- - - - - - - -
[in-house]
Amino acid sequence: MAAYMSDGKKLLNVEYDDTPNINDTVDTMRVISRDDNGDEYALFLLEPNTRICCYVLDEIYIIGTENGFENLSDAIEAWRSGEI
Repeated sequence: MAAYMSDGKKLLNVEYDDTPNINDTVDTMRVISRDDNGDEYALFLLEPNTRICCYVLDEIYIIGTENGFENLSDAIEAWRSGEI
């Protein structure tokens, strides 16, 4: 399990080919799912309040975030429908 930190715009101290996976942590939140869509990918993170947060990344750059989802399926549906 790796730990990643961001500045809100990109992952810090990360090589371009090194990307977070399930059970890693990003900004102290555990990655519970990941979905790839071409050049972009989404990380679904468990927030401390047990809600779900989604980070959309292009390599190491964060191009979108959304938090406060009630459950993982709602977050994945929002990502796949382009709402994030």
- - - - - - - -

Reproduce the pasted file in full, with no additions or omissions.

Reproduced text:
[in-house]
Amino acid sequence: MAAYMSDGKKLLNVEYDDTPNINDTVDTMRVISRDDNGDEYALFLLEPNTRICCYVLDEIYIIGTENGFENLSDAIEAWRSGEI
Repeated sequence: MAAYMSDGKKLLNVEYDDTPNINDTVDTMRVISRDDNGDEYALFLLEPNTRICCYVLDEIYIIGTENGFENLSDAIEAWRSGEI
């Protein structure tokens, strides 16, 4: 399990080919799912309040975030429908 930190715009101290996976942590939140869509990918993170947060990344750059989802399926549906 790796730990990643961001500045809100990109992952810090990360090589371009090194990307977070399930059970890693990003900004102290555990990655519970990941979905790839071409050049972009989404990380679904468990927030401390047990809600779900989604980070959309292009390599190491964060191009979108959304938090406060009630459950993982709602977050994945929002990502796949382009709402994030």